Cape Lazo operating position around 1960.

1960's view of Lazo's operating position. Manning photo.

Cape Lazo (Comox)

   Cape Lazo is on the eastern side of Vancouver Island, about half way up. This station was one of the original five stations and was operational in February of 1908. Comox Coast Guard Radio, the station's present identification, reflects the name of its closest community.
   After over 110 years of local operation the facilities at the station are to be remoted to Victoria MTCS Station sometime in the spring of 2017. No operations staff will be kept at the station.

   Google Earth View here.

   Walter Howard's grandson, in an email to me, tells of being taken out to the wireless station in the early 1940's by his father and be shown how the cliff's erosion had swallowed up their old residence and orchard. Down on the beach they could look up and still see the foundation bricks in the clay of the bluff.

   Some Lazo photos in chronological order are available here.


1906   Cecil Doutre, Dominion Superintendent of Wireless Stations for the Department of Marine and Fisheries, and Eddie Hughes, Project Engineer, sail on the Marine & Fisheries Vessel 'Quadra'. They make site selections for the new chain of wireless stations along the British Columbia west coast. Cape Lazo was one of the selected sites.


1907   Land purchased in 1907 for $2000. Victoria Times July 12: SS 'Cascade' delivering supplies to construct the station. July 27 edition of the Daily Colonist reports: "The station at Cape Lazo being constructed by Mr. Frost, the Nanaimo lighthouse builder, is well under way."


1908   Station on the air in February 1908 with Morse as operator, who resigns shortly afterwards. Station operational with the call sign SKD. 1 kWatt spark transmitter. Morse's stay was very short.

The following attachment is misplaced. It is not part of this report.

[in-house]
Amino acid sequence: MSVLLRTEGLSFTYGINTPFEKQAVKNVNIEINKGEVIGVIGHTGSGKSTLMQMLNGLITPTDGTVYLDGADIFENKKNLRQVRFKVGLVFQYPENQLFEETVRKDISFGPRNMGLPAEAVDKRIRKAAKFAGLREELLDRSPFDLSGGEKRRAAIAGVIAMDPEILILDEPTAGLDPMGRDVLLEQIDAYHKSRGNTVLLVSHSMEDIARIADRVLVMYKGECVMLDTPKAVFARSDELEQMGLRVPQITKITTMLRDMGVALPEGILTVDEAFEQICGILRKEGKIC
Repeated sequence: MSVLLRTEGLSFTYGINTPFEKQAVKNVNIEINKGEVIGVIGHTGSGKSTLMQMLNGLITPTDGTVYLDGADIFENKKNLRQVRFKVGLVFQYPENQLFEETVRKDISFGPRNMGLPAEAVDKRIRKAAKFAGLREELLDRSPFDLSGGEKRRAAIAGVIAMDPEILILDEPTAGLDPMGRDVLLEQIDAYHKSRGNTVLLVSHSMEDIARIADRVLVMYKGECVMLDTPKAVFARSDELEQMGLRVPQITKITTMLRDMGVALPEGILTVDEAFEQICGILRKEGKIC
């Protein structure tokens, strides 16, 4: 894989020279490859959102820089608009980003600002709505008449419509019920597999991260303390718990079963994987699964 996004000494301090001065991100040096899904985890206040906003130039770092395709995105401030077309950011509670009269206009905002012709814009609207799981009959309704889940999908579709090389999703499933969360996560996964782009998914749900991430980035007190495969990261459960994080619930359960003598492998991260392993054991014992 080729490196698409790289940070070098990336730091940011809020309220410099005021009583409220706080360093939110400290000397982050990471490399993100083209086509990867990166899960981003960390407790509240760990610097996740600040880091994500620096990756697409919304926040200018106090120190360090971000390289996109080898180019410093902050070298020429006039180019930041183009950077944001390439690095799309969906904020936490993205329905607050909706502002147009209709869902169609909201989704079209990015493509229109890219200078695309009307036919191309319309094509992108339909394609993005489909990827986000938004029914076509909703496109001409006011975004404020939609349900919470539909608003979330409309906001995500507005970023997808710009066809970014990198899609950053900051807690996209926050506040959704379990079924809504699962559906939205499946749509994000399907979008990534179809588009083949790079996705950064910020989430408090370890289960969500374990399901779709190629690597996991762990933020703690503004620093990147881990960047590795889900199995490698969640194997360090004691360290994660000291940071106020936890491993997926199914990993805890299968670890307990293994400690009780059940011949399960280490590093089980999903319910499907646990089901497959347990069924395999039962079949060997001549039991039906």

1909   Charles Bradbury was OIC with Jim Harker as second operator. Lean-to accommodation for operators built. 2 kWatt transmitter installed in the fall or early 1910.


1910   Bradbury and Harker on staff at $85/month.


1911   24 hour operational coverage instituted. Synchronous gap being installed during December. In December a tender was let to build a house for the operators. Charles Bradbury as operator.


1912   In December tenders called for additional housing to make the station more attractive to married men. By the middle of December the newspaper reported that Lazo was the first station to be fitted with synchronous spark transmitters.


1913   Call Sign changed from SKD to VAC in accordance with the Berlin Conference. Synchronous spark gap being tested before being installed at rest of stations.


1914   Military guard posted to the station for the duration of World War One. Walter Howard on staff.


1920   Late in the year a rumor circulates that the station will be closed. Only WW1 guard shacks are being demolished. Station isn't as essential as it once was due to advances in radio systems giving longer communication ranges than in previous years.


1929   A right of way was slashed and a pole line erected to carry central station power to the dwellings and operating house. The dwellings were wired for lights and the wiring in the power house rearranged. A 100 watt radiophone transmitter was installed to replace the 50 watt transmitter previously in use.


1936   Modulated CW frequencies 187, 417, 500 kHz
Radiotelephone frequency 1630 kHz


   Riggers working on tightening antenna guy wires at Cape Lazo. No date but is from the 1910 era. Photo from the Royal B.C. Museum.


Interiour view of Cape Lazo showing operations desk. About 1912.   Interior view of Cape Lazo's first operations building. Transmitter control board on the left with receiver on desk to the right. Photo from the Royal B.C. Museum.


   Charlie Bradbury on watch. Photo taken from opposite side of room from the one above. Note chair is the same. Photo from the Royal BC Museum. Time is around 1911.


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